News Release

President of India Launches Historic Indo-U.S. University Network


Indian President APJ Abdul Kalam (left) addresses students and faculty, including UCSD computer scientist Rajesh Gupta (on video monitor at left) in Coimbatore.
U.S. Universities See Value in Education, Research Cooperation

New Delhi, India and San Diego, CA, December 20, 2005 -- The Government of India and universities from the United States and India have inaugurated an ambitious E-learning collaboration to enhance science and engineering education at Indian universities and to boost the supply of world-class engineers available for corporate and academic research in both countries.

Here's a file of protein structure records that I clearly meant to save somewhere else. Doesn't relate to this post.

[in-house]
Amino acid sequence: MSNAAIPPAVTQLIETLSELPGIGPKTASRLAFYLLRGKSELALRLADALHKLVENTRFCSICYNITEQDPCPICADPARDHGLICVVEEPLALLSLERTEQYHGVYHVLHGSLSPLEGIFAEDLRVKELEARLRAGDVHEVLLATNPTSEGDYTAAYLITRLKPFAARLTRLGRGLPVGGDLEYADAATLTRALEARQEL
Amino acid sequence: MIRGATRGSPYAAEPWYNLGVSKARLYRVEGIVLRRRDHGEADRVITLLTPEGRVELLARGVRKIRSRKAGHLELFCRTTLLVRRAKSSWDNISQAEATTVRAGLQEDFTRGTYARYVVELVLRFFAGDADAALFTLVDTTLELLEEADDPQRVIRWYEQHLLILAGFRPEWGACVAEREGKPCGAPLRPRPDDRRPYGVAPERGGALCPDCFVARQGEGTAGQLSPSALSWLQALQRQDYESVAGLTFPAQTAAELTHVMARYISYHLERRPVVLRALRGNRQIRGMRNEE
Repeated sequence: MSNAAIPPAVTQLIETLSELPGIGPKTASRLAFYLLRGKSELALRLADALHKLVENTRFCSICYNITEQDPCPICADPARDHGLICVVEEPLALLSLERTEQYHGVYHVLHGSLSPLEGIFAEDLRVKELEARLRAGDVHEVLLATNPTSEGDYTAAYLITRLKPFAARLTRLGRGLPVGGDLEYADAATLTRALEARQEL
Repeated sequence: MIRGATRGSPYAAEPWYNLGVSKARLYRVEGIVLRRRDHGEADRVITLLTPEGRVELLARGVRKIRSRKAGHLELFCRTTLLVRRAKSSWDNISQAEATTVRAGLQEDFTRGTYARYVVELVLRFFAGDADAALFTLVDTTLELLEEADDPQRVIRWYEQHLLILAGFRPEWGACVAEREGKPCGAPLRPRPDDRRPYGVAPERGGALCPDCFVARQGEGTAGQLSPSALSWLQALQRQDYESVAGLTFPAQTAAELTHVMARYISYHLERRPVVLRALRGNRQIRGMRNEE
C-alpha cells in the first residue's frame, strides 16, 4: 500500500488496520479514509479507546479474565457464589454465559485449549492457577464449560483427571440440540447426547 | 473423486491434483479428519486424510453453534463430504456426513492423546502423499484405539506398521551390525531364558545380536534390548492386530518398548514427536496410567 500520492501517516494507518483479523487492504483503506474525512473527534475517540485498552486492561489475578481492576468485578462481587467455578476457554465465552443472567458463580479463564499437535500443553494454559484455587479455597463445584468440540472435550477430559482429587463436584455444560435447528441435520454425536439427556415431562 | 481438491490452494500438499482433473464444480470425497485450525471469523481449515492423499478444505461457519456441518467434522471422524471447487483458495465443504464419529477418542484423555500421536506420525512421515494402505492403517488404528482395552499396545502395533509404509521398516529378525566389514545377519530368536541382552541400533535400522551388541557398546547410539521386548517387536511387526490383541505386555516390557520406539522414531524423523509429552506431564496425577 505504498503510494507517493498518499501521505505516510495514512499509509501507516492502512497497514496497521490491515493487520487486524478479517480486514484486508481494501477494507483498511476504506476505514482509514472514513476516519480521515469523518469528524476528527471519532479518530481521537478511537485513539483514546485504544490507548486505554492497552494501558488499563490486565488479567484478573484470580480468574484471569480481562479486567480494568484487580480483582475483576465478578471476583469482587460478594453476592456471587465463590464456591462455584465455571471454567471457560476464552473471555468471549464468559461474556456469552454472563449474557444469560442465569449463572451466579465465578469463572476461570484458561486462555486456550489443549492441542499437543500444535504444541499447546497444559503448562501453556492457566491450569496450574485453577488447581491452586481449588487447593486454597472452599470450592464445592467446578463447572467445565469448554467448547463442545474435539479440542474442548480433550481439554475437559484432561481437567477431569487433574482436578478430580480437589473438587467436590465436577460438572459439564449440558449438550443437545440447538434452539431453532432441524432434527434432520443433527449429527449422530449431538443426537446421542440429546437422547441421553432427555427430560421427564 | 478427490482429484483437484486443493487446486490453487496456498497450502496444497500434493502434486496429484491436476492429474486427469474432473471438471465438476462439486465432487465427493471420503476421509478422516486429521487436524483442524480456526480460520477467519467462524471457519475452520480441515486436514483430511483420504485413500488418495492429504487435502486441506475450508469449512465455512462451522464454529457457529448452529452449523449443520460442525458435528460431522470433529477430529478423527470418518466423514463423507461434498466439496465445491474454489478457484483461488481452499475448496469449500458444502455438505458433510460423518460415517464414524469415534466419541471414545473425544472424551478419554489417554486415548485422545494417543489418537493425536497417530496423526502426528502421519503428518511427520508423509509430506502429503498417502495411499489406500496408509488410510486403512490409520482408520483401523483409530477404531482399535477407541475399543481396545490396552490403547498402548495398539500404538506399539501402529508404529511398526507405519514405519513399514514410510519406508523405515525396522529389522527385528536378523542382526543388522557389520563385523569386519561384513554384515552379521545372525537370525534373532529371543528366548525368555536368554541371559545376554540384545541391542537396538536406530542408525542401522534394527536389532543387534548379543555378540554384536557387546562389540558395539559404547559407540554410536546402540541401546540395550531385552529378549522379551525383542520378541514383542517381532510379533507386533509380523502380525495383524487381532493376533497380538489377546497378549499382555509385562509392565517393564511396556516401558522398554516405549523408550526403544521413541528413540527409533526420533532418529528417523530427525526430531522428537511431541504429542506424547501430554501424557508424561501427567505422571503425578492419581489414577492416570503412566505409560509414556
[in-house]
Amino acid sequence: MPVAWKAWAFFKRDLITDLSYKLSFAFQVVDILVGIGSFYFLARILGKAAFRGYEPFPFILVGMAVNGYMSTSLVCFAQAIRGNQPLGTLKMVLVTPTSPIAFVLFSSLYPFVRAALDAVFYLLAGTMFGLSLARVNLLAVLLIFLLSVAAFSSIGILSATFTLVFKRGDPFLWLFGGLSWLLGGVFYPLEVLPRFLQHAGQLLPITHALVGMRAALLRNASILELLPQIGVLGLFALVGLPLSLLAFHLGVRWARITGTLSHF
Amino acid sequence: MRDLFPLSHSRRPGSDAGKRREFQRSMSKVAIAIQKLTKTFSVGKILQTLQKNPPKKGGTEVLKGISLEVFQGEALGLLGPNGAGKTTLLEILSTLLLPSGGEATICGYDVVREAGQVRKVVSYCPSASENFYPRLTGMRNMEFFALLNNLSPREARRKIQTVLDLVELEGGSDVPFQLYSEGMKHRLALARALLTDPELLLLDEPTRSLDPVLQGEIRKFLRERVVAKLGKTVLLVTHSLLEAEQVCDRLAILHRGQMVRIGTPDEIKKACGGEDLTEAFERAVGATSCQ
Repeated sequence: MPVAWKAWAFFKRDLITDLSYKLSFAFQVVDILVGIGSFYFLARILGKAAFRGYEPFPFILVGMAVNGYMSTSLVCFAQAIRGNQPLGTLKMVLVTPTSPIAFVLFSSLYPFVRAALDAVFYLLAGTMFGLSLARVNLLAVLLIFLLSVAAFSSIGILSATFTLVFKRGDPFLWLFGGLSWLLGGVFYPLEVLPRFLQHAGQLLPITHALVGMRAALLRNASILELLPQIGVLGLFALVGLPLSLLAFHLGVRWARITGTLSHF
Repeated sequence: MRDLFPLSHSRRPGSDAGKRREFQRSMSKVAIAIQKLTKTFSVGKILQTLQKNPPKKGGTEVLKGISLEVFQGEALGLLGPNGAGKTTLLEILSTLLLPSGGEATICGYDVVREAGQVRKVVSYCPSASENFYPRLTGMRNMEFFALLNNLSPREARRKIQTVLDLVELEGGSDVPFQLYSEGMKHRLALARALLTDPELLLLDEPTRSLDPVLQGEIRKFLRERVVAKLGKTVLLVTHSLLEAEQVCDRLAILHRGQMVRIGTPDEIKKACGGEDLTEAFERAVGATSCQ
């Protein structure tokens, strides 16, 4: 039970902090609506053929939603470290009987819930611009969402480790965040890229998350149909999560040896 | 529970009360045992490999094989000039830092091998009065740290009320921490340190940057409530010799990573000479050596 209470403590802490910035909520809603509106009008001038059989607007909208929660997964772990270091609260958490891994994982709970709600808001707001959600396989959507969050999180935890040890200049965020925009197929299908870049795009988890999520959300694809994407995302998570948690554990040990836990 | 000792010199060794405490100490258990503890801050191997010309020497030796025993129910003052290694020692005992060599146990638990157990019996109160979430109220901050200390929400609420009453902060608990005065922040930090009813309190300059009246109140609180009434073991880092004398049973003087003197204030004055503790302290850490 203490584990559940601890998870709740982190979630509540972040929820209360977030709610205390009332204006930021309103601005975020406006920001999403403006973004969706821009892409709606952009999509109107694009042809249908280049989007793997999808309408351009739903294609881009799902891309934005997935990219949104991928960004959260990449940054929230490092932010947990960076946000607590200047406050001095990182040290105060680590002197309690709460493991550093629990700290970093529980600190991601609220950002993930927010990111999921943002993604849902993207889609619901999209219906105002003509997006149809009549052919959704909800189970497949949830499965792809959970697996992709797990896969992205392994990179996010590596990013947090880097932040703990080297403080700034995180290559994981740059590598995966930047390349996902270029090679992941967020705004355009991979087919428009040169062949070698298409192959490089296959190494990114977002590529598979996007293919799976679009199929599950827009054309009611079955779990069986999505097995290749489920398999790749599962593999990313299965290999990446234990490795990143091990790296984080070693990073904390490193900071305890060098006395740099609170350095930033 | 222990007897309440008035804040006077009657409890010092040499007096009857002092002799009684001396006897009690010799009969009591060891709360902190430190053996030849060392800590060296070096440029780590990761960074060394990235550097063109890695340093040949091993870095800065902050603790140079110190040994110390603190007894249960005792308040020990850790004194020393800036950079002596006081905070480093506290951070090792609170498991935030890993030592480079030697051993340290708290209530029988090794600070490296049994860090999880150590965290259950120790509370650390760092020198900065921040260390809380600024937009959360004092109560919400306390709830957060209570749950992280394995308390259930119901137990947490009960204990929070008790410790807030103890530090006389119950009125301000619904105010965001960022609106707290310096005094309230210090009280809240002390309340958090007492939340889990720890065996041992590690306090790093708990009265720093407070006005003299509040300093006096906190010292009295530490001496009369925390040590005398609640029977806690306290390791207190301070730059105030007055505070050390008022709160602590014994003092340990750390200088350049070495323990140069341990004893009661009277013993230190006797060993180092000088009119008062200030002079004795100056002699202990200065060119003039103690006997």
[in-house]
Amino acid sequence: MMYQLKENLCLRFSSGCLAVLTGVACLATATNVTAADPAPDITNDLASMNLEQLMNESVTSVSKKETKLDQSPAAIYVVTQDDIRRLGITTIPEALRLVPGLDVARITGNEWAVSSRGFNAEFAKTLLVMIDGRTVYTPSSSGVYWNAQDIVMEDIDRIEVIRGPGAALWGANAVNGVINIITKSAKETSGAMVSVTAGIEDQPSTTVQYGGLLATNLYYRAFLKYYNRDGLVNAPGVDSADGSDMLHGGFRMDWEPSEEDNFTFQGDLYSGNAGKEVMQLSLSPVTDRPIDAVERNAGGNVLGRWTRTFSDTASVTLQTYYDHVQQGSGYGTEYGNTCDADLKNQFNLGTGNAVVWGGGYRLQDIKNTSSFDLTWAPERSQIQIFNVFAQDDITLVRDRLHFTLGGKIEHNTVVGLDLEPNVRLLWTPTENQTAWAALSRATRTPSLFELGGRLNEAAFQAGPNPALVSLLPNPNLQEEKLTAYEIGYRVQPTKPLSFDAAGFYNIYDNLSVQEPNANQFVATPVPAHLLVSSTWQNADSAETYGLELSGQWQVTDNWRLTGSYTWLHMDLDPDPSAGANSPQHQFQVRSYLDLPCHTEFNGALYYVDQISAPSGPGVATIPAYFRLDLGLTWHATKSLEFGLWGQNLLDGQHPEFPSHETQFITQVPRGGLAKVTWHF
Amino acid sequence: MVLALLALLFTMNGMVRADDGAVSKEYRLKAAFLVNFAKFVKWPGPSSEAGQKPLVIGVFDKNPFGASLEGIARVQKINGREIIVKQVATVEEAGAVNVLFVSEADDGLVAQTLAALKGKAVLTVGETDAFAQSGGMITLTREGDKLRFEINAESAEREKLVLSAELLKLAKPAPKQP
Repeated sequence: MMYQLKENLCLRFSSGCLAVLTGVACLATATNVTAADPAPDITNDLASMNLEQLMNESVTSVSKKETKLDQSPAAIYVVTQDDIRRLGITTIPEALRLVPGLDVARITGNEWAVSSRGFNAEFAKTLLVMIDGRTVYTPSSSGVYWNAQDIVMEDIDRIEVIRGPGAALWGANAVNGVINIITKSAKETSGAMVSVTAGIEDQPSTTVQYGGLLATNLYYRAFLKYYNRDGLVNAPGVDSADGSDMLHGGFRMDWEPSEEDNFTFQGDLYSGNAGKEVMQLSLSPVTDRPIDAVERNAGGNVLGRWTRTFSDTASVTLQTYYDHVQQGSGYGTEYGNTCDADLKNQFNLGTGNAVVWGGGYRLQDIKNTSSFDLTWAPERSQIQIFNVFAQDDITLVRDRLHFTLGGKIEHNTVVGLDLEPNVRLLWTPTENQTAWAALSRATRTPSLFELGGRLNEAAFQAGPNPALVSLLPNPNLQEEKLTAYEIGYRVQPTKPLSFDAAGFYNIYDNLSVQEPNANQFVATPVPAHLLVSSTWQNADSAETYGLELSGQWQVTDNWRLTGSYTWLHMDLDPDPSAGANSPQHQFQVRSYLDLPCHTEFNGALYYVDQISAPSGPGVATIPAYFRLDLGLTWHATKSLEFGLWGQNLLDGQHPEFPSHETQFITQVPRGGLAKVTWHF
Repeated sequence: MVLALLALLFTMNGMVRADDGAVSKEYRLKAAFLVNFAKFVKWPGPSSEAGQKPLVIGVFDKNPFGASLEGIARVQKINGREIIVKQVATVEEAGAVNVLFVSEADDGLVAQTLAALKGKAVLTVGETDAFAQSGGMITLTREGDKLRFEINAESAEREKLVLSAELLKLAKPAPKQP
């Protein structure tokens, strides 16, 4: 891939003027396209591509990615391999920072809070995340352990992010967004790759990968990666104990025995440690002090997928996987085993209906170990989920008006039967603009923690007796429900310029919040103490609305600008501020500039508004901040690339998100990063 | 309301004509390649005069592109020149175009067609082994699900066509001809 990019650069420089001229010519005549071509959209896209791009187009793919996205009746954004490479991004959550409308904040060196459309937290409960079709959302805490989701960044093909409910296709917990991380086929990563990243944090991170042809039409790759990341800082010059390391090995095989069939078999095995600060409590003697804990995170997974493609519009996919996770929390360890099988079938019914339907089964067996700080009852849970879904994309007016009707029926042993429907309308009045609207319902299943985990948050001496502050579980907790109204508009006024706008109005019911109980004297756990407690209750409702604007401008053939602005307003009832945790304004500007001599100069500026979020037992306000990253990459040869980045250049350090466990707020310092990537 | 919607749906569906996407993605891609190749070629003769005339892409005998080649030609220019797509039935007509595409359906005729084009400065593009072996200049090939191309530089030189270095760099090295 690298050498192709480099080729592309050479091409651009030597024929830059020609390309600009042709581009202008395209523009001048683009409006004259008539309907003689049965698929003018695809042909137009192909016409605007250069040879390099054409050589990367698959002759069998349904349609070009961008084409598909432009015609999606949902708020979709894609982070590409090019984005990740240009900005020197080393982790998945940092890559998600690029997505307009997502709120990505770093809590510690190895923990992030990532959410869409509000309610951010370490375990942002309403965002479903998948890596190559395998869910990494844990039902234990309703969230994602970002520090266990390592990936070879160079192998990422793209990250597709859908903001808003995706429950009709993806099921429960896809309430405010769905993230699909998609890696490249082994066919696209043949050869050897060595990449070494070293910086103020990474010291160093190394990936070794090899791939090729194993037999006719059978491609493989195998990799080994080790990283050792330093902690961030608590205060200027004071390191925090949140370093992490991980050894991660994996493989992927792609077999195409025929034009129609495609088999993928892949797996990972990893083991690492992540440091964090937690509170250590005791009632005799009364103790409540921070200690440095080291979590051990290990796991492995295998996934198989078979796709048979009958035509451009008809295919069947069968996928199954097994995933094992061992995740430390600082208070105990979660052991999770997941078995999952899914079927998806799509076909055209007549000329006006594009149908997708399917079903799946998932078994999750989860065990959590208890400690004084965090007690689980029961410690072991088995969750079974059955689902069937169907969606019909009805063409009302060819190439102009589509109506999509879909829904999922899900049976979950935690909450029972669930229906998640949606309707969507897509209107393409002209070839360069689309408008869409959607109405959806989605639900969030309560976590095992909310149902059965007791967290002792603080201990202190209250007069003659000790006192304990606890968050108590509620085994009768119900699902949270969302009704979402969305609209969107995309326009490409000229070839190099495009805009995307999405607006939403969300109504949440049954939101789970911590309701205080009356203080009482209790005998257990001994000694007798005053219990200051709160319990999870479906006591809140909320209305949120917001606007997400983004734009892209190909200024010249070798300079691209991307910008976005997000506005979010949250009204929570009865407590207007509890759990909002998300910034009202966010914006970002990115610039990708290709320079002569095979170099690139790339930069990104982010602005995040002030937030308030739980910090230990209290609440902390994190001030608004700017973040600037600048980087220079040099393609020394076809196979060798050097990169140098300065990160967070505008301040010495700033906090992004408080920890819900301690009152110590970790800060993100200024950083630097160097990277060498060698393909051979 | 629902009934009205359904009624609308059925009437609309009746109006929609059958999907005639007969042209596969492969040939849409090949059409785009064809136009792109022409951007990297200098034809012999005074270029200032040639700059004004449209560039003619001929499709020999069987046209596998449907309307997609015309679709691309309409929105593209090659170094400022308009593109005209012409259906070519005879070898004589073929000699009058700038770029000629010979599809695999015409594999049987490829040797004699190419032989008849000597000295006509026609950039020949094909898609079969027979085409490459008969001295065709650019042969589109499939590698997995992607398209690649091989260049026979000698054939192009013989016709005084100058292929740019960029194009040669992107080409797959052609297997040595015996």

The President of India, Dr. APJ Abdul Kalam, participated in the network’s launch this month, giving the inaugural lecture via satellite from New Delhi to students at a dozen far-flung Indian college campuses. The interactive seminar – on India’s research challenges – came one day after nearly two dozen U.S. universities joined with several Indian institutions in the Indo-U.S. Inter-University Collaborative Network in Higher Education and Research.

Rangan Ramamurthy
Indian Secretary of Science and Technology V.S. Ramamurthy (right) and Amrita University Vice Chancellor Venkat Rangan brief media on the Indo-U.S. university network.